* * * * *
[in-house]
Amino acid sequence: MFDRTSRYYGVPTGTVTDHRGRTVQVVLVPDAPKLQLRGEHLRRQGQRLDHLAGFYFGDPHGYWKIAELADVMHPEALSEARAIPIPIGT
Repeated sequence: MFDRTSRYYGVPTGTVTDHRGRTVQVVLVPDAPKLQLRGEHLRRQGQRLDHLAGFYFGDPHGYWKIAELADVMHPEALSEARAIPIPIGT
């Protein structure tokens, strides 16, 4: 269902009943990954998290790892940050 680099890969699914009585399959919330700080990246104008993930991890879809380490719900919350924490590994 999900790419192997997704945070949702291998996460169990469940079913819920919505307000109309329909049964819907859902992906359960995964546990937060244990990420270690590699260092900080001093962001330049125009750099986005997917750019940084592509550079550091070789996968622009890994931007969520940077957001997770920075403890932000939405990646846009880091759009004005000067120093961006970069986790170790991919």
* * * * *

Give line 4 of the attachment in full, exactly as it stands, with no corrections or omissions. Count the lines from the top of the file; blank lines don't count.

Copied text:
């Protein structure tokens, strides 16, 4: 269902009943990954998290790892940050 680099890969699914009585399959919330700080990246104008993930991890879809380490719900919350924490590994 999900790419192997997704945070949702291998996460169990469940079913819920919505307000109309329909049964819907859902992906359960995964546990937060244990990420270690590699260092900080001093962001330049125009750099986005997917750019940084592509550079550091070789996968622009890994931007969520940077957001997770920075403890932000939405990646846009880091759009004005000067120093961006970069986790170790991919």